In the late 19th and early 20th centuries, Brisbane’s prostitutes were known for some of the flashiest fashions around, defiantly displaying their ‘gaudy finery’ on the city streets. Cultural historians Melissa Bellanta and Alana Piper expose the rarely told story of Brisbane’s early sex industry and its elaborate style.
Dear TFA Readers,
Histories of fashion and dress usually focus on prominent figures, designers, glamorous scenes and a particular social class. Subverting this trend, we are very excited to be presenting a thrilling essay about the decadent street style of Brisbane’s prostitutes in the late 19th and early 20th centuries. Written by cultural historians Melissa Bellanta and Alana Piper, this is a must read that sheds new light on fashions of the past.
Speaking of shedding new light, we’ve got plenty of other innovative Queensland fashion stories in this Issue. We detail the ground-breaking AKIN collection, which proved that Indigenous artists and Non-Indigneous designers can ethically collaborate to produce exquisite clothing. In addition, contemporary fashion designer Mark Neighbour has created a stunning 1930s inspired dress from an old pattern clipping in an issue of The Queenslander found in the John Oxley Library. And as always, there are piles of other original features on Queensland fashion.
For those of you who are just joining us, our brief introductory essay will provide you with all you need to know about The Fashion Archives project. And you can always catch up by browsing our past issues.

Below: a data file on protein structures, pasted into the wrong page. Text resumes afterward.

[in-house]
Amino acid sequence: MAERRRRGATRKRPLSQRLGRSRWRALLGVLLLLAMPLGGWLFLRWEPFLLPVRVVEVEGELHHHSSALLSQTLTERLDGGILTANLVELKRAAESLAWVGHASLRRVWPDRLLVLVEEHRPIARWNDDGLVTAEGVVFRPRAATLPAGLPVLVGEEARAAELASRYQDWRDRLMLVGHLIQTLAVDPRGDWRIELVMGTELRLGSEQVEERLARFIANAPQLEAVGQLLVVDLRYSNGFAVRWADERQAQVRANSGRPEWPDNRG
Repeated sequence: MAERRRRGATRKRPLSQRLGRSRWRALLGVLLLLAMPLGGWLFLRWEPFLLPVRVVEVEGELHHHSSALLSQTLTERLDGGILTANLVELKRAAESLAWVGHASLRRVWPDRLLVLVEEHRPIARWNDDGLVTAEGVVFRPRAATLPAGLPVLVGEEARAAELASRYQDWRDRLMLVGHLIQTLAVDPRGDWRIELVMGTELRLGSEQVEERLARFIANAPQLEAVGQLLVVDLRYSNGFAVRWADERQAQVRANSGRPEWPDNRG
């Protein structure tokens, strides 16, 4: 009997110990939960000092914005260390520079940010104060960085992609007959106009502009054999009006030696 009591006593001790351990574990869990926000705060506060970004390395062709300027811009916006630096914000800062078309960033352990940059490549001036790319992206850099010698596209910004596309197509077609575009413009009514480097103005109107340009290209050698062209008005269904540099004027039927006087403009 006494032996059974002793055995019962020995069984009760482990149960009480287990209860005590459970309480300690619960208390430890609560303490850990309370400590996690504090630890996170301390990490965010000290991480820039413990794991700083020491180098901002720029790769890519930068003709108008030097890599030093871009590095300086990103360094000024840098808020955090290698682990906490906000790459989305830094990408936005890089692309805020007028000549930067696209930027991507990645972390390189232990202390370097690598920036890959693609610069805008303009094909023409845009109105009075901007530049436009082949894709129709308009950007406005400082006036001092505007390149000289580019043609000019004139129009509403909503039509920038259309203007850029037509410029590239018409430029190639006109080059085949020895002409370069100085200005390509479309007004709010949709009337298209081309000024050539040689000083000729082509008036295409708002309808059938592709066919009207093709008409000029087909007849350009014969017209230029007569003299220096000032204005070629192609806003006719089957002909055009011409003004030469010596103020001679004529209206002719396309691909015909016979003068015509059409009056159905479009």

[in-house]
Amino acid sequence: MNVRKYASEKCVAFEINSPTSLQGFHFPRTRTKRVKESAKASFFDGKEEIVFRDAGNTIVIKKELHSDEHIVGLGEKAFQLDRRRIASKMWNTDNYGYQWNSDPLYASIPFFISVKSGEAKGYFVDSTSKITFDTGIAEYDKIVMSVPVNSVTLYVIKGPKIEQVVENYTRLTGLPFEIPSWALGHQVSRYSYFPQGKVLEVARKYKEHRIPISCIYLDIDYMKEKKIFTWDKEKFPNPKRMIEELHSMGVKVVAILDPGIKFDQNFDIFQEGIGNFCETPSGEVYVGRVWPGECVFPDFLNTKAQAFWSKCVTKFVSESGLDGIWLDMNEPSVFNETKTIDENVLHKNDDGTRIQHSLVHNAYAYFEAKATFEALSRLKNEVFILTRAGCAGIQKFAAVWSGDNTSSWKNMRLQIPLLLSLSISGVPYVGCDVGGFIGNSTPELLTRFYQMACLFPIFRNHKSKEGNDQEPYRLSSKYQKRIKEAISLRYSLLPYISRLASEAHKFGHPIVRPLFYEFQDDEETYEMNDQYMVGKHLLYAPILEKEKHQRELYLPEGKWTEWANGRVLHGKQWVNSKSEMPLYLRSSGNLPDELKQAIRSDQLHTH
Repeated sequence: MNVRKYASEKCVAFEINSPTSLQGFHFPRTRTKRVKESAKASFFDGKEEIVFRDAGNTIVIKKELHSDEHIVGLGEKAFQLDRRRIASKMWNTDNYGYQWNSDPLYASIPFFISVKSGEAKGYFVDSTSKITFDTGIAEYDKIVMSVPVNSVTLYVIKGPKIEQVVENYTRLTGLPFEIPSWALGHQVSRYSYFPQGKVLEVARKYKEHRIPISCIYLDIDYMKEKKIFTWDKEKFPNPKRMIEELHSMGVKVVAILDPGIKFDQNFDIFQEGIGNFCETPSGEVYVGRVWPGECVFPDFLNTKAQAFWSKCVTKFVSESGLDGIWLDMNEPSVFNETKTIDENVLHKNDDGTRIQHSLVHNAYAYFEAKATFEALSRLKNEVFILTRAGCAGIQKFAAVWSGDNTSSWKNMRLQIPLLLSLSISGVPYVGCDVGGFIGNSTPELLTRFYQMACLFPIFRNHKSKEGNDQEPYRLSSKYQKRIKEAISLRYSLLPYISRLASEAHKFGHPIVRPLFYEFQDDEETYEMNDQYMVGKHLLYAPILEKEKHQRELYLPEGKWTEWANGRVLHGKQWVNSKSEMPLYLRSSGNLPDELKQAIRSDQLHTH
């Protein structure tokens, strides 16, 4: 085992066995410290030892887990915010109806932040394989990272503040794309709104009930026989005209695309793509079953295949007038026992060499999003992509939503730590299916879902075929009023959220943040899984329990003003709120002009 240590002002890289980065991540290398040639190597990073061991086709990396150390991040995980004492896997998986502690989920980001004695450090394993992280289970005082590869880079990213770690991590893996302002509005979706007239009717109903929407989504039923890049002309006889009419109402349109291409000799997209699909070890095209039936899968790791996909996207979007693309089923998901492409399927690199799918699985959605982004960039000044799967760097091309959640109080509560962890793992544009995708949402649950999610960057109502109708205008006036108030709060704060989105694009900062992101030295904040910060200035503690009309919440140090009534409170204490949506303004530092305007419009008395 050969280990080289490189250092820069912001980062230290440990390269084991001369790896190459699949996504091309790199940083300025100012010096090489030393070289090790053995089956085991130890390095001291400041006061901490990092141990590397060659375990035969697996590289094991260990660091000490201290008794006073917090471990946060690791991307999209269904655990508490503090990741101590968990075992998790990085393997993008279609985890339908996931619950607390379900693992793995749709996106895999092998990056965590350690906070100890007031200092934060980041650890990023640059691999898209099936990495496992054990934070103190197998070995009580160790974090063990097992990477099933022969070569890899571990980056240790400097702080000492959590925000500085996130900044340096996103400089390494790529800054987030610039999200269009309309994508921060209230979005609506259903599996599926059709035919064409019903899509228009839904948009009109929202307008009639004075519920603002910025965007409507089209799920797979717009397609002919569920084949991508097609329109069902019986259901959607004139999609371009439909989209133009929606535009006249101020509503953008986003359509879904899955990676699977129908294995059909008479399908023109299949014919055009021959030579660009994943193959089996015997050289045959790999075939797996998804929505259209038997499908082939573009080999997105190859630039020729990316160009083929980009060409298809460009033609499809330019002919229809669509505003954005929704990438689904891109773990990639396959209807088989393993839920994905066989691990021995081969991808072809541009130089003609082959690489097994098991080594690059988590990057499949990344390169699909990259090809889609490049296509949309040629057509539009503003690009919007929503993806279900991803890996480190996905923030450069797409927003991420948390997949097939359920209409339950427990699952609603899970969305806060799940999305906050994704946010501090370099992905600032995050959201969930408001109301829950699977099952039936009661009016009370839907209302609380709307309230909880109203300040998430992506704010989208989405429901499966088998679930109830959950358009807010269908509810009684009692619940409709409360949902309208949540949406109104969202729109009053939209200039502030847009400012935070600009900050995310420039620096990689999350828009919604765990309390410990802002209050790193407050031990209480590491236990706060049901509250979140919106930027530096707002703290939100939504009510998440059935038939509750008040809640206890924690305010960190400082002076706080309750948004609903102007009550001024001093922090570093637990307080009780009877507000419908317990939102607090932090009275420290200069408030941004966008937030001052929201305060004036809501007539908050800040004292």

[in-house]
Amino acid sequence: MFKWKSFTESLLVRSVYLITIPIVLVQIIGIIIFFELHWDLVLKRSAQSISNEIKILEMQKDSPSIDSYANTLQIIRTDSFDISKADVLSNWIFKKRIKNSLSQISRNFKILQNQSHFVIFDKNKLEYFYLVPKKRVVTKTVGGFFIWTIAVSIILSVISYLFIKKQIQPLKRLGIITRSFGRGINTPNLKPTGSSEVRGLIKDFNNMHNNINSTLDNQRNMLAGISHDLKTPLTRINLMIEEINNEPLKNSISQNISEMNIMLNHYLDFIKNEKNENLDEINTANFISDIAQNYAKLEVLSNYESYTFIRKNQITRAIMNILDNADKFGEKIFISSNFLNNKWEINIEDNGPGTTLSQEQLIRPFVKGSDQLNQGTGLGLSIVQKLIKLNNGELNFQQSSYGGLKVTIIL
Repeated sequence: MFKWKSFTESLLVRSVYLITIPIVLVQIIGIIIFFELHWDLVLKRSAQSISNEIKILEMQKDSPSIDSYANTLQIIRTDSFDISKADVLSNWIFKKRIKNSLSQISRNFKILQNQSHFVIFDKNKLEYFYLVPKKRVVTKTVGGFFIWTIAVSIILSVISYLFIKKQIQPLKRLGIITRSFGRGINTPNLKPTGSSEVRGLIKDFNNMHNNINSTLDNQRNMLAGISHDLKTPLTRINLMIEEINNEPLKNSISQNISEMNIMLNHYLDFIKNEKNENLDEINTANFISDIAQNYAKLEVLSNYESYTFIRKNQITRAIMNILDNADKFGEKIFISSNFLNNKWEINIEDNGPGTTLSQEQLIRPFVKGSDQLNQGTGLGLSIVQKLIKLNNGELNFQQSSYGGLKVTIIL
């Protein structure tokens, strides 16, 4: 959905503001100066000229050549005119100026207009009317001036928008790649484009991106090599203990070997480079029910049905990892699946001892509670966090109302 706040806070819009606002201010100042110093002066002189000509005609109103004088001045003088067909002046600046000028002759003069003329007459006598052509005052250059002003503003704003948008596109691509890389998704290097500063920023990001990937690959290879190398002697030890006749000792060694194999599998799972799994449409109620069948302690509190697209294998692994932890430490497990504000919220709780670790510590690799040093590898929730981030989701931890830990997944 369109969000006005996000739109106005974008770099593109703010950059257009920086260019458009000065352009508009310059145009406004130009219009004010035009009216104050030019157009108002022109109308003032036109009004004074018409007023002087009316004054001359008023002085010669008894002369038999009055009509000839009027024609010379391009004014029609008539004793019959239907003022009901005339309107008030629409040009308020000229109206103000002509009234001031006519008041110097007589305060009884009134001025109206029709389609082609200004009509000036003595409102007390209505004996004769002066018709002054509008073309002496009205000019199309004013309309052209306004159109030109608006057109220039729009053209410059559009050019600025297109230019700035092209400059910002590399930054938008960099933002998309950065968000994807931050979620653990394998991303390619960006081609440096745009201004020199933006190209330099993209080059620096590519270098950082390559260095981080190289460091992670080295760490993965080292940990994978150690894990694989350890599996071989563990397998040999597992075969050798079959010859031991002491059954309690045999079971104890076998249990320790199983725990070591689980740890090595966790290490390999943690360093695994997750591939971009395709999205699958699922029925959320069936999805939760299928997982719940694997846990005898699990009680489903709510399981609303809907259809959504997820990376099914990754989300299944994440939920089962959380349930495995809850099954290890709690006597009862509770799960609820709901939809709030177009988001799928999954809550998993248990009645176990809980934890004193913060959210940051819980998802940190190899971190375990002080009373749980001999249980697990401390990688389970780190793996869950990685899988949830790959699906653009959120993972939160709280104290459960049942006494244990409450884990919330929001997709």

Cover image: Cotillion at Government House, Queensland, ca. 1881, courtesy of Old Government House, Brisbane.
AKIN set a new benchmark for collaboration between Indigenous artists and fashion designers. We take a closer look at the Queensland based project.
Designer Mark Neighbour follows a 1930s pattern from The Queenslander to produce a chic and contemporary child’s summer frock.
Industry expert Kay McMahon is keenly aware of changes in the local and international fashion scene. She gives local designers her advice on how to succeed.
Alison Kubler discusses the relationship between art and fashion, her love of vintage clothing, and her mother’s influence on her style.
Mark Neighbour reflects on over 20 years in the Queensland fashion business, and on what contemporary design can glean from the skills of home-sewers.
What do two cultural historians who specialise in gender and social history think about Queensland style? Read their Q&A to find out!
Lawyer Suzanne Brooks has one of the most iconic collections of clothing and art in Brisbane. We were lucky to get a peek behind the doors of her exceptional wardrobe.
TFA’s People & Places is your road-map to the key sites, figures, and scenes that have shaped fashion in Queensland from the late 19th century onwards. In Issue Five we take you to the Darling Downs.
Janet Walker was an inventive business-woman who ran a successful and respected eponymous dress-making label in the late 19th and early 20th centuries, and even influenced the work of couturiers like Madame Paquin and Charles Worth.